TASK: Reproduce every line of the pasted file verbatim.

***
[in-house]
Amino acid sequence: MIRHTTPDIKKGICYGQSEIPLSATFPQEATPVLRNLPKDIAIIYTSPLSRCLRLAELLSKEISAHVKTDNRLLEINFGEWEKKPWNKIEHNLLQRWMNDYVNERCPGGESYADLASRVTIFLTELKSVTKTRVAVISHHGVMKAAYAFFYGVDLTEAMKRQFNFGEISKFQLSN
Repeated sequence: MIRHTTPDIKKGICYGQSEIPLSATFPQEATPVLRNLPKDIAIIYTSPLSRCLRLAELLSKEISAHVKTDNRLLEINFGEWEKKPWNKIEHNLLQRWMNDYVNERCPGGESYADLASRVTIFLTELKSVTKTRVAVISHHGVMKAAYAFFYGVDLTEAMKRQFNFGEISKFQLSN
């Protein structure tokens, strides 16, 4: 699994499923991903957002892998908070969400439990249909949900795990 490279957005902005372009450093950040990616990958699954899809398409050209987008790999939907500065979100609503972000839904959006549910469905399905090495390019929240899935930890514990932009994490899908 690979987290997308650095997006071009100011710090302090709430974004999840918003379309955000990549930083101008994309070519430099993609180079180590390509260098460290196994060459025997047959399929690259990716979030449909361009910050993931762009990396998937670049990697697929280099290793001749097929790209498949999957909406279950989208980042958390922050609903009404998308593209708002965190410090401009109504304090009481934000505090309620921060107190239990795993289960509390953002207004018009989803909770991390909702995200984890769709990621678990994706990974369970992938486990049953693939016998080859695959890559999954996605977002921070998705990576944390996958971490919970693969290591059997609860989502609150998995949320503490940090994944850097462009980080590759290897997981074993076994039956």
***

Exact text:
[in-house]
Amino acid sequence: MIRHTTPDIKKGICYGQSEIPLSATFPQEATPVLRNLPKDIAIIYTSPLSRCLRLAELLSKEISAHVKTDNRLLEINFGEWEKKPWNKIEHNLLQRWMNDYVNERCPGGESYADLASRVTIFLTELKSVTKTRVAVISHHGVMKAAYAFFYGVDLTEAMKRQFNFGEISKFQLSN
Repeated sequence: MIRHTTPDIKKGICYGQSEIPLSATFPQEATPVLRNLPKDIAIIYTSPLSRCLRLAELLSKEISAHVKTDNRLLEINFGEWEKKPWNKIEHNLLQRWMNDYVNERCPGGESYADLASRVTIFLTELKSVTKTRVAVISHHGVMKAAYAFFYGVDLTEAMKRQFNFGEISKFQLSN
């Protein structure tokens, strides 16, 4: 699994499923991903957002892998908070969400439990249909949900795990 490279957005902005372009450093950040990616990958699954899809398409050209987008790999939907500065979100609503972000839904959006549910469905399905090495390019929240899935930890514990932009994490899908 690979987290997308650095997006071009100011710090302090709430974004999840918003379309955000990549930083101008994309070519430099993609180079180590390509260098460290196994060459025997047959399929690259990716979030449909361009910050993931762009990396998937670049990697697929280099290793001749097929790209498949999957909406279950989208980042958390922050609903009404998308593209708002965190410090401009109504304090009481934000505090309620921060107190239990795993289960509390953002207004018009989803909770991390909702995200984890769709990621678990994706990974369970992938486990049953693939016998080859695959890559999954996605977002921070998705990576944390996958971490919970693969290591059997609860989502609150998995949320503490940090994944850097462009980080590759290897997981074993076994039956």